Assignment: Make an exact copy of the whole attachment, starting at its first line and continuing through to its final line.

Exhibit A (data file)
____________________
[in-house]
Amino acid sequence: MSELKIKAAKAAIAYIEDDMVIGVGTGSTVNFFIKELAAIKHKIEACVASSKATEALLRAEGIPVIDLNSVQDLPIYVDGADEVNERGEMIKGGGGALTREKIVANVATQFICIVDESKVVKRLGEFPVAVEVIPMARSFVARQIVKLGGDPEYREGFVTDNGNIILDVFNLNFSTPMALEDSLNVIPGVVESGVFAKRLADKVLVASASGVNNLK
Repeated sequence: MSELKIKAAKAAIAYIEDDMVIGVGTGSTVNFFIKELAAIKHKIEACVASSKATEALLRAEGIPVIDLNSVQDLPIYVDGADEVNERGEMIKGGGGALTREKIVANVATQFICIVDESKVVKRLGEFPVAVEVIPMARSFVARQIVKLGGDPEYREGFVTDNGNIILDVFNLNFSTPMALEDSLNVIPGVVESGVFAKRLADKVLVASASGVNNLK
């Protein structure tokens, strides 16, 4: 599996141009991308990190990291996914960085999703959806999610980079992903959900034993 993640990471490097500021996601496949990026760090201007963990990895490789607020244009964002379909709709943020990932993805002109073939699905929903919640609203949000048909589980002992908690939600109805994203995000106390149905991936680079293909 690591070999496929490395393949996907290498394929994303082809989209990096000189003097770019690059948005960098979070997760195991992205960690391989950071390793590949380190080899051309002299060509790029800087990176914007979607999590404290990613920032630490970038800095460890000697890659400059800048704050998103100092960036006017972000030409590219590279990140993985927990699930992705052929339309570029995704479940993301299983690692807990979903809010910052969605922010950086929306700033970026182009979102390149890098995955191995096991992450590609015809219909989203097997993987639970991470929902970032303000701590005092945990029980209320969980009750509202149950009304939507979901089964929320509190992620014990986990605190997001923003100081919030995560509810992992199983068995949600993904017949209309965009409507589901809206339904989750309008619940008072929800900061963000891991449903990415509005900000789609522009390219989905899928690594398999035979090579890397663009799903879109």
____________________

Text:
[in-house]
Amino acid sequence: MSELKIKAAKAAIAYIEDDMVIGVGTGSTVNFFIKELAAIKHKIEACVASSKATEALLRAEGIPVIDLNSVQDLPIYVDGADEVNERGEMIKGGGGALTREKIVANVATQFICIVDESKVVKRLGEFPVAVEVIPMARSFVARQIVKLGGDPEYREGFVTDNGNIILDVFNLNFSTPMALEDSLNVIPGVVESGVFAKRLADKVLVASASGVNNLK
Repeated sequence: MSELKIKAAKAAIAYIEDDMVIGVGTGSTVNFFIKELAAIKHKIEACVASSKATEALLRAEGIPVIDLNSVQDLPIYVDGADEVNERGEMIKGGGGALTREKIVANVATQFICIVDESKVVKRLGEFPVAVEVIPMARSFVARQIVKLGGDPEYREGFVTDNGNIILDVFNLNFSTPMALEDSLNVIPGVVESGVFAKRLADKVLVASASGVNNLK
């Protein structure tokens, strides 16, 4: 599996141009991308990190990291996914960085999703959806999610980079992903959900034993 993640990471490097500021996601496949990026760090201007963990990895490789607020244009964002379909709709943020990932993805002109073939699905929903919640609203949000048909589980002992908690939600109805994203995000106390149905991936680079293909 690591070999496929490395393949996907290498394929994303082809989209990096000189003097770019690059948005960098979070997760195991992205960690391989950071390793590949380190080899051309002299060509790029800087990176914007979607999590404290990613920032630490970038800095460890000697890659400059800048704050998103100092960036006017972000030409590219590279990140993985927990699930992705052929339309570029995704479940993301299983690692807990979903809010910052969605922010950086929306700033970026182009979102390149890098995955191995096991992450590609015809219909989203097997993987639970991470929902970032303000701590005092945990029980209320969980009750509202149950009304939507979901089964929320509190992620014990986990605190997001923003100081919030995560509810992992199983068995949600993904017949209309965009409507589901809206339904989750309008619940008072929800900061963000891991449903990415509005900000789609522009390219989905899928690594398999035979090579890397663009799903879109």